By far and away the biggest use of on-bus cameras is to catch fare dodgers and people who assault staff.

Comment Re:Hmm. (Score 2) 653

You're missing a couple of important points, not the least of which is that a Google bus has fuck all to do with the protester's predicament. Also the Woolworths protesters got the shit beaten out of them by the authorities. Do you remember the phrase "the whole world is watching" because that incident was a turning point in the civil rights movement where ordinary citizens were disgusted with the behaviour of the police on the nightly news.

Comment Re:They're doing it wrong (Score 1) 489

With the failure of so many blue cities and states, it should be increasingly more obvious that their philosophy/ideology is wrong

The states with the lowest GDP growth in 2012 were South Dakota, New Mexico, Wyoming, Delaware, and Connecticut. (2 blue, 2 red, 1 purple.)
The states with the highest GDP growth in 2012 were North Dakota, Texas, Oregon, Washington, and Minnesota. (2 red, 3 blue)

Just the fact that ND and SD are on opposite ends of that list should convince you that economic vitality has almost nothing to do with political partisanship.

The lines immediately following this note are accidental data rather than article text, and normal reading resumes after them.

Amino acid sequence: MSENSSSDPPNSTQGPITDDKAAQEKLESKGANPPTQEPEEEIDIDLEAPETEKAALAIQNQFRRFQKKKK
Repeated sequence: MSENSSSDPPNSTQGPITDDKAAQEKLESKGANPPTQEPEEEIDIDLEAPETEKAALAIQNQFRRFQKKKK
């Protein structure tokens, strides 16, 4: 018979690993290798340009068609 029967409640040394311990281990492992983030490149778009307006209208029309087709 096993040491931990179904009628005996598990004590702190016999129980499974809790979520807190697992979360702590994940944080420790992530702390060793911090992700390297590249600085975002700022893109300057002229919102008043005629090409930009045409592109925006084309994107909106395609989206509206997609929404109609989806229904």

Comment Re:Why must you have their data? (Score 1) 189

access to the RAW DATA was NOT available

Previously, you could have used your ignorance as an excuse. Now you're just lying. And apparently neither you or Lonny Eachus have enough intellectual integrity to retract your latest steaming pile of civilization-paralyzing misinformation. This flood of misinformation isn't just staining "Jane Q. Public's" sock puppet legacy. It's also staining Lonny Eachus's real human legacy. Please stop.

Comment Re:Actual Reports (Score 3, Insightful) 149

Yes, vendor A says vendor B's free product sucks. I put MES on my win7 boxes after the free AGV let something thru earlier this year. The virus tricked win7 into thinking an infected system file was a good thing.Interestingly MSE was the only one of three free virus scanners I tried that picked up the infection.

However there was catch22 since MSE stubbornly refused to install itself until the infected file was gone and win7 kept restoring the infected file at boot up. The pragmatic developer in me gave up digging further down that particular rabbit hole. I realise I was now also fighting a win7 immune system that the virus had usurped, but I knew how it got in and that was enough to convince me to change the scanner I'd been using since the late 90's. First time in at least 10yrs I've had to wipe my own windows system disk because of an infection.

Why yes, IAACS, but the above is experience with MSE is a personal anecdote, not a professional opinion.